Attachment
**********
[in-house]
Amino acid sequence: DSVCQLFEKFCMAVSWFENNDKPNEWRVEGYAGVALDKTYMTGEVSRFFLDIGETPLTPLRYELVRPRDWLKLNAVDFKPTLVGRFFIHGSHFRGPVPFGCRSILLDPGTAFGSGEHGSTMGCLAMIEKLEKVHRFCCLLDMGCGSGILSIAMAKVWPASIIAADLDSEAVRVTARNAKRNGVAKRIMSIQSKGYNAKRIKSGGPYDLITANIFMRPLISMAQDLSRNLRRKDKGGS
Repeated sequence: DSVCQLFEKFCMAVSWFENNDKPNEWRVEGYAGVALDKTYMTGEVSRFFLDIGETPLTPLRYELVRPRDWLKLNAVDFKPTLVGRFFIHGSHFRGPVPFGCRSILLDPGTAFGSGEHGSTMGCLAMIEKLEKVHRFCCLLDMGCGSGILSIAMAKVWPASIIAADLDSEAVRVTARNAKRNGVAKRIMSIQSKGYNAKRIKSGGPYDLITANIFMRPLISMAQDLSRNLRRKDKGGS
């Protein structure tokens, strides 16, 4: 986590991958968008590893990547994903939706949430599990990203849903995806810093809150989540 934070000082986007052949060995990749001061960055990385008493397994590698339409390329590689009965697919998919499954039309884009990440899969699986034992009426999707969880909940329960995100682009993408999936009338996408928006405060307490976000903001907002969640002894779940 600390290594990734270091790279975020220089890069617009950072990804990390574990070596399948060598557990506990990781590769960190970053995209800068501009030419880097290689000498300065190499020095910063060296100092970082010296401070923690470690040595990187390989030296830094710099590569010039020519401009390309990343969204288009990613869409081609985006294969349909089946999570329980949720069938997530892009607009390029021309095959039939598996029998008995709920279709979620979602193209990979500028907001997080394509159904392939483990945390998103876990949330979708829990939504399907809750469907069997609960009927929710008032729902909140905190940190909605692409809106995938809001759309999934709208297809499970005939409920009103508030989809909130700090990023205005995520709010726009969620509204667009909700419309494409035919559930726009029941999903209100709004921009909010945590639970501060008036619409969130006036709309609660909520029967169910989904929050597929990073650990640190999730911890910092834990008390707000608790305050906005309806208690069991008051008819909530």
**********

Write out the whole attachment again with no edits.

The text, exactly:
[in-house]
Amino acid sequence: DSVCQLFEKFCMAVSWFENNDKPNEWRVEGYAGVALDKTYMTGEVSRFFLDIGETPLTPLRYELVRPRDWLKLNAVDFKPTLVGRFFIHGSHFRGPVPFGCRSILLDPGTAFGSGEHGSTMGCLAMIEKLEKVHRFCCLLDMGCGSGILSIAMAKVWPASIIAADLDSEAVRVTARNAKRNGVAKRIMSIQSKGYNAKRIKSGGPYDLITANIFMRPLISMAQDLSRNLRRKDKGGS
Repeated sequence: DSVCQLFEKFCMAVSWFENNDKPNEWRVEGYAGVALDKTYMTGEVSRFFLDIGETPLTPLRYELVRPRDWLKLNAVDFKPTLVGRFFIHGSHFRGPVPFGCRSILLDPGTAFGSGEHGSTMGCLAMIEKLEKVHRFCCLLDMGCGSGILSIAMAKVWPASIIAADLDSEAVRVTARNAKRNGVAKRIMSIQSKGYNAKRIKSGGPYDLITANIFMRPLISMAQDLSRNLRRKDKGGS
């Protein structure tokens, strides 16, 4: 986590991958968008590893990547994903939706949430599990990203849903995806810093809150989540 934070000082986007052949060995990749001061960055990385008493397994590698339409390329590689009965697919998919499954039309884009990440899969699986034992009426999707969880909940329960995100682009993408999936009338996408928006405060307490976000903001907002969640002894779940 600390290594990734270091790279975020220089890069617009950072990804990390574990070596399948060598557990506990990781590769960190970053995209800068501009030419880097290689000498300065190499020095910063060296100092970082010296401070923690470690040595990187390989030296830094710099590569010039020519401009390309990343969204288009990613869409081609985006294969349909089946999570329980949720069938997530892009607009390029021309095959039939598996029998008995709920279709979620979602193209990979500028907001997080394509159904392939483990945390998103876990949330979708829990939504399907809750469907069997609960009927929710008032729902909140905190940190909605692409809106995938809001759309999934709208297809499970005939409920009103508030989809909130700090990023205005995520709010726009969620509204667009909700419309494409035919559930726009029941999903209100709004921009909010945590639970501060008036619409969130006036709309609660909520029967169910989904929050597929990073650990640190999730911890910092834990008390707000608790305050906005309806208690069991008051008819909530």